M: Yo, Ai Weiwei, what do you think to this?
F: Why did you actually do the seed thing?
AW: Sunflower Seeds - it’s really the most common object in China. No matter where you are or poor or rich, how remote an area, or near the city.
M: What was your reaction when you first saw your work installed in the Turbine Hall?
AW: It was quite a shock. I mean, that is essentially about artwork, it is nothing you really just can talk about it, you have to really experience it.
F: How long did it take to make this?
AW: The total length is about two and a half years.
M: [Chinese spoken 00:01:27]
AW: [Replying in Chinese 00:01:40 – 00:01:49]
F: I just wondered if you think that a work like Sunflower Seeds will be exhibited in China in your lifetime?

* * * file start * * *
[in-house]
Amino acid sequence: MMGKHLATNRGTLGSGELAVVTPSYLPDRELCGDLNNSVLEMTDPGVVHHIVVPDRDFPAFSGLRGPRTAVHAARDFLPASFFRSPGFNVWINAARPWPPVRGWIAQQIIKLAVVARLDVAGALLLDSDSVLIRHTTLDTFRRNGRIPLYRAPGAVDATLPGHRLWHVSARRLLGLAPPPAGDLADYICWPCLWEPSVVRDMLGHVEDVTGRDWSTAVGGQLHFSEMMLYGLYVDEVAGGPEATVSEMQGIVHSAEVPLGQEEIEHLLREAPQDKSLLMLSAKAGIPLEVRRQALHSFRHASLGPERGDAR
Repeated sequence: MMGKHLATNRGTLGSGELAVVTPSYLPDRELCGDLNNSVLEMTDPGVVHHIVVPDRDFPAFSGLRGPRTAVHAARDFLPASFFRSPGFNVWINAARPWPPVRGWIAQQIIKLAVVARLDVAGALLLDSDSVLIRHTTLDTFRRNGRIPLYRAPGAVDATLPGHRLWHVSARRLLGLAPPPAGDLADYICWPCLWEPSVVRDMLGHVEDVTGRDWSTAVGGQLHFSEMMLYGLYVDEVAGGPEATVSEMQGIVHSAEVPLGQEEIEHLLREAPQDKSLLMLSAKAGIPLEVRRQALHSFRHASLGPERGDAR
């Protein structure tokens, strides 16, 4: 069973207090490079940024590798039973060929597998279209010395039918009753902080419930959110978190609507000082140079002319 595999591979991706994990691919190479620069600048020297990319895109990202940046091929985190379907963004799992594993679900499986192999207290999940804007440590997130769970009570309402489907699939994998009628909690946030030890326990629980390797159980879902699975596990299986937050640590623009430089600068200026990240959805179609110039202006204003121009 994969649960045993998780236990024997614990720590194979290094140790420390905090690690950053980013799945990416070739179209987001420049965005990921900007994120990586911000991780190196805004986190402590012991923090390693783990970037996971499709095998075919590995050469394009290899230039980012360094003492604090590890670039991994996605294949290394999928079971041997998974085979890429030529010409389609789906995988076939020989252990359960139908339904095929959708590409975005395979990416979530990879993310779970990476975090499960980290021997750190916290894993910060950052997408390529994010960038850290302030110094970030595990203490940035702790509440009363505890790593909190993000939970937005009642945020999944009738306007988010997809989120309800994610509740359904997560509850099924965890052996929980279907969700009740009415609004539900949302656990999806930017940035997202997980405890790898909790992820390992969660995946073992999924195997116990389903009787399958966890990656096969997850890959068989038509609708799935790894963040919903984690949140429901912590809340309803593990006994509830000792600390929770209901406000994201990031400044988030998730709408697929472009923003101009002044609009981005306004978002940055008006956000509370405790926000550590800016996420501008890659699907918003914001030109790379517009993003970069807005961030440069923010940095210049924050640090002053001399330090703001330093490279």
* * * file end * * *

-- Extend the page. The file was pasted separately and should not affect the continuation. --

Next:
AW: Nobody knows how long this political situation in China would stay, or how long it takes for them to change, for them to truly understand the value of creativity. Second, I don’t know how long I will live.
F: How does it feel, seeing all these people’s responses to your artwork?
AW: I think that is the chance for artists to understand their work, even to understand how a work can be expressed and how it has its own life.
F: [Chinese spoken 00:02:42]
AW: [Replying in Chinese 00:02:55]
M: Do you consider, do you sometimes see it to be one piece of art, or a hundred million pieces of art?
AW: Sunflower Seeds, it’s one piece of art which contains one hundred million pieces of art.
M: I’ve created a piece of music to go with the Sunflower Exhibition. Here we go.
F1: I think it’s wonderful. Thank you, Weiwei, wherever you are, and I would love to roll around in it and just feel the experience. It has expanded my consciousness. Thank you!
AW: I am very happy you like the work, and I think the work is really made for you.
End of recording